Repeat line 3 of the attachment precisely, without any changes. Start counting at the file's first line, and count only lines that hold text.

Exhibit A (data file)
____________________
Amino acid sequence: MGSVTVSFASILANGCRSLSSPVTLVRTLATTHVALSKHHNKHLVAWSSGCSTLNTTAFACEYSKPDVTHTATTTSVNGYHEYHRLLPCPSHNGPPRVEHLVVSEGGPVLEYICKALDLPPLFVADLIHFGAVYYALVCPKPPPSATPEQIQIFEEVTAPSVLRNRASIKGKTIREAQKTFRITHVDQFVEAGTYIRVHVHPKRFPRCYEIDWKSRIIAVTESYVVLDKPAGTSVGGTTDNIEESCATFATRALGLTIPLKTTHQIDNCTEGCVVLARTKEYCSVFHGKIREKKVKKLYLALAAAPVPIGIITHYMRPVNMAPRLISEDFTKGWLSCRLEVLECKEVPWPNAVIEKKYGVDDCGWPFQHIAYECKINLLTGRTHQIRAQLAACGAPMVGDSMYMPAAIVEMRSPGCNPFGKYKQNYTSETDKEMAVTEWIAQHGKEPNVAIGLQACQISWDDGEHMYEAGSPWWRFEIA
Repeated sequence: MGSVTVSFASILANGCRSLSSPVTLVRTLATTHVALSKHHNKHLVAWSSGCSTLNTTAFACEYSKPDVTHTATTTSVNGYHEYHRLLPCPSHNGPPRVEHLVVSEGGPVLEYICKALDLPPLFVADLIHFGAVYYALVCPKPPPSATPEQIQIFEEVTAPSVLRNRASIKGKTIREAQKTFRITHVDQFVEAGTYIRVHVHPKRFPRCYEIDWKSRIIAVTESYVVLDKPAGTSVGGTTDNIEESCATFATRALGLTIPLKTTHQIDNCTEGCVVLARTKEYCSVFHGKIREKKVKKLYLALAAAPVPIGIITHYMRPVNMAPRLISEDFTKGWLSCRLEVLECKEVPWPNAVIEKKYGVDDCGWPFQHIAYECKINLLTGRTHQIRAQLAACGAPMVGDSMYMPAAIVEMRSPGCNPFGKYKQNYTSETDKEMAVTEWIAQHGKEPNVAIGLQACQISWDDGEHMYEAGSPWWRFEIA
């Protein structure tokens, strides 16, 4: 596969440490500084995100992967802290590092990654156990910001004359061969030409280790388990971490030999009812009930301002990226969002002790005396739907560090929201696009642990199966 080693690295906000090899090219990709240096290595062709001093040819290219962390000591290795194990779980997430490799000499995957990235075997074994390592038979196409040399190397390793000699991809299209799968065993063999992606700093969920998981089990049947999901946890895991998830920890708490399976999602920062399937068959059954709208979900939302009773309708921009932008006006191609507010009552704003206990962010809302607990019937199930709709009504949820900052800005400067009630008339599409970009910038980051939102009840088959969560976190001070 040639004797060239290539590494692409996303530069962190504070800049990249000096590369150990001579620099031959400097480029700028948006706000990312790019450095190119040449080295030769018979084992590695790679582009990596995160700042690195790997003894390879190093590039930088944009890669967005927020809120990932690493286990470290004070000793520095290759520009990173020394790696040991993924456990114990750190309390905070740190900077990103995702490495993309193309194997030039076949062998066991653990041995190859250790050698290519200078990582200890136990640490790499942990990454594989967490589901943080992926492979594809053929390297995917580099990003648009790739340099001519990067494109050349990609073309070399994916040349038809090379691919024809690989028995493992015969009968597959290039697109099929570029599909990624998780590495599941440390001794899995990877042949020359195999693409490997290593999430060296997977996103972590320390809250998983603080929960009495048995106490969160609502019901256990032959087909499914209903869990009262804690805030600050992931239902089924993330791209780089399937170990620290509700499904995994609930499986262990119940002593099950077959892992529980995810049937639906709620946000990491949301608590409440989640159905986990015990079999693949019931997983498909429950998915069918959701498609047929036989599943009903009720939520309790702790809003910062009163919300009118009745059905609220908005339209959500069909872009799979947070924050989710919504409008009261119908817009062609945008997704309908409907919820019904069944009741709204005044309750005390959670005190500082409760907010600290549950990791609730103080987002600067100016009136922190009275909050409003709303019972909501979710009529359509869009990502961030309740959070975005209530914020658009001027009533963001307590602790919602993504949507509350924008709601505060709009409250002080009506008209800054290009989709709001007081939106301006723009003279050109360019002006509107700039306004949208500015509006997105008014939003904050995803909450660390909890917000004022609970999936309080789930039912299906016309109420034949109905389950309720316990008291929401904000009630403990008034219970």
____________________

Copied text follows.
């Protein structure tokens, strides 16, 4: 596969440490500084995100992967802290590092990654156990910001004359061969030409280790388990971490030999009812009930301002990226969002002790005396739907560090929201696009642990199966 080693690295906000090899090219990709240096290595062709001093040819290219962390000591290795194990779980997430490799000499995957990235075997074994390592038979196409040399190397390793000699991809299209799968065993063999992606700093969920998981089990049947999901946890895991998830920890708490399976999602920062399937068959059954709208979900939302009773309708921009932008006006191609507010009552704003206990962010809302607990019937199930709709009504949820900052800005400067009630008339599409970009910038980051939102009840088959969560976190001070 040639004797060239290539590494692409996303530069962190504070800049990249000096590369150990001579620099031959400097480029700028948006706000990312790019450095190119040449080295030769018979084992590695790679582009990596995160700042690195790997003894390879190093590039930088944009890669967005927020809120990932690493286990470290004070000793520095290759520009990173020394790696040991993924456990114990750190309390905070740190900077990103995702490495993309193309194997030039076949062998066991653990041995190859250790050698290519200078990582200890136990640490790499942990990454594989967490589901943080992926492979594809053929390297995917580099990003648009790739340099001519990067494109050349990609073309070399994916040349038809090379691919024809690989028995493992015969009968597959290039697109099929570029599909990624998780590495599941440390001794899995990877042949020359195999693409490997290593999430060296997977996103972590320390809250998983603080929960009495048995106490969160609502019901256990032959087909499914209903869990009262804690805030600050992931239902089924993330791209780089399937170990620290509700499904995994609930499986262990119940002593099950077959892992529980995810049937639906709620946000990491949301608590409440989640159905986990015990079999693949019931997983498909429950998915069918959701498609047929036989599943009903009720939520309790702790809003910062009163919300009118009745059905609220908005339209959500069909872009799979947070924050989710919504409008009261119908817009062609945008997704309908409907919820019904069944009741709204005044309750005390959670005190500082409760907010600290549950990791609730103080987002600067100016009136922190009275909050409003709303019972909501979710009529359509869009990502961030309740959070975005209530914020658009001027009533963001307590602790919602993504949507509350924008709601505060709009409250002080009506008209800054290009989709709001007081939106301006723009003279050109360019002006509107700039306004949208500015509006997105008014939003904050995803909450660390909890917000004022609970999936309080789930039912299906016309109420034949109905389950309720316990008291929401904000009630403990008034219970």